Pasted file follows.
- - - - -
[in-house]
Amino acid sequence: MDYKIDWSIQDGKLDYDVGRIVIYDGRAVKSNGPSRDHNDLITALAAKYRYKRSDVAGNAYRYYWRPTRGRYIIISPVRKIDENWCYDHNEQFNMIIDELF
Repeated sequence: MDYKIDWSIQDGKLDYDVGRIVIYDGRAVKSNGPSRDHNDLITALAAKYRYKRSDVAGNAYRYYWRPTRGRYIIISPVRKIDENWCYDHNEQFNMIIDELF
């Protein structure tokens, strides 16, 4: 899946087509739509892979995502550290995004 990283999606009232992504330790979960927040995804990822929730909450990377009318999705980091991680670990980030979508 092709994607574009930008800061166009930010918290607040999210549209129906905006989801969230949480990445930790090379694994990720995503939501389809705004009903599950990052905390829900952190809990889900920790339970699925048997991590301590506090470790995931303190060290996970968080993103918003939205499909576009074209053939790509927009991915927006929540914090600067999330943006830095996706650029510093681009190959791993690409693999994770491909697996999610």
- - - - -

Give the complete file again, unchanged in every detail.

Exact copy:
[in-house]
Amino acid sequence: MDYKIDWSIQDGKLDYDVGRIVIYDGRAVKSNGPSRDHNDLITALAAKYRYKRSDVAGNAYRYYWRPTRGRYIIISPVRKIDENWCYDHNEQFNMIIDELF
Repeated sequence: MDYKIDWSIQDGKLDYDVGRIVIYDGRAVKSNGPSRDHNDLITALAAKYRYKRSDVAGNAYRYYWRPTRGRYIIISPVRKIDENWCYDHNEQFNMIIDELF
């Protein structure tokens, strides 16, 4: 899946087509739509892979995502550290995004 990283999606009232992504330790979960927040995804990822929730909450990377009318999705980091991680670990980030979508 092709994607574009930008800061166009930010918290607040999210549209129906905006989801969230949480990445930790090379694994990720995503939501389809705004009903599950990052905390829900952190809990889900920790339970699925048997991590301590506090470790995931303190060290996970968080993103918003939205499909576009074209053939790509927009991915927006929540914090600067999330943006830095996706650029510093681009190959791993690409693999994770491909697996999610």